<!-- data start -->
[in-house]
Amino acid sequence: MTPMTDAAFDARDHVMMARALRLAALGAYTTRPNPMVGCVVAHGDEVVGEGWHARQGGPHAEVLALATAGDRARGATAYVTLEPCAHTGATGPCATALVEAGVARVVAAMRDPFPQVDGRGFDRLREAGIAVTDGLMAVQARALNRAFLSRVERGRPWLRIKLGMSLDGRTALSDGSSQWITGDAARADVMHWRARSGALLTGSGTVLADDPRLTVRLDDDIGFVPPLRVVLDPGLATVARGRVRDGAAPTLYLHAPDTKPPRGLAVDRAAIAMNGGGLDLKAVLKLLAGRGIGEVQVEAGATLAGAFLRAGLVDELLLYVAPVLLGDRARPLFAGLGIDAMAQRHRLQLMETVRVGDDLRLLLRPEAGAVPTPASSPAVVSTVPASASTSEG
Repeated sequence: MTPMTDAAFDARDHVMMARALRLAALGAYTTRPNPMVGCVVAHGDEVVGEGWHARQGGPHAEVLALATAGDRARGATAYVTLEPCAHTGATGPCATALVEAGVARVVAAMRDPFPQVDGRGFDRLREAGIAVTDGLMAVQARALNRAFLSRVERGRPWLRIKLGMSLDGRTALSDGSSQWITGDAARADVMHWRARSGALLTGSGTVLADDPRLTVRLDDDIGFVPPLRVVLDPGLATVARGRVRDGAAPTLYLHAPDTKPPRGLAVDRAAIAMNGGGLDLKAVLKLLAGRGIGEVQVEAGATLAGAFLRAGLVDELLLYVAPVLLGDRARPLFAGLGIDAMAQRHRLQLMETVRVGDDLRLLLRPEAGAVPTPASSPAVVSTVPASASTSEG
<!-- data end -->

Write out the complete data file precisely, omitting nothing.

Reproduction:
[in-house]
Amino acid sequence: MTPMTDAAFDARDHVMMARALRLAALGAYTTRPNPMVGCVVAHGDEVVGEGWHARQGGPHAEVLALATAGDRARGATAYVTLEPCAHTGATGPCATALVEAGVARVVAAMRDPFPQVDGRGFDRLREAGIAVTDGLMAVQARALNRAFLSRVERGRPWLRIKLGMSLDGRTALSDGSSQWITGDAARADVMHWRARSGALLTGSGTVLADDPRLTVRLDDDIGFVPPLRVVLDPGLATVARGRVRDGAAPTLYLHAPDTKPPRGLAVDRAAIAMNGGGLDLKAVLKLLAGRGIGEVQVEAGATLAGAFLRAGLVDELLLYVAPVLLGDRARPLFAGLGIDAMAQRHRLQLMETVRVGDDLRLLLRPEAGAVPTPASSPAVVSTVPASASTSEG
Repeated sequence: MTPMTDAAFDARDHVMMARALRLAALGAYTTRPNPMVGCVVAHGDEVVGEGWHARQGGPHAEVLALATAGDRARGATAYVTLEPCAHTGATGPCATALVEAGVARVVAAMRDPFPQVDGRGFDRLREAGIAVTDGLMAVQARALNRAFLSRVERGRPWLRIKLGMSLDGRTALSDGSSQWITGDAARADVMHWRARSGALLTGSGTVLADDPRLTVRLDDDIGFVPPLRVVLDPGLATVARGRVRDGAAPTLYLHAPDTKPPRGLAVDRAAIAMNGGGLDLKAVLKLLAGRGIGEVQVEAGATLAGAFLRAGLVDELLLYVAPVLLGDRARPLFAGLGIDAMAQRHRLQLMETVRVGDDLRLLLRPEAGAVPTPASSPAVVSTVPASASTSEG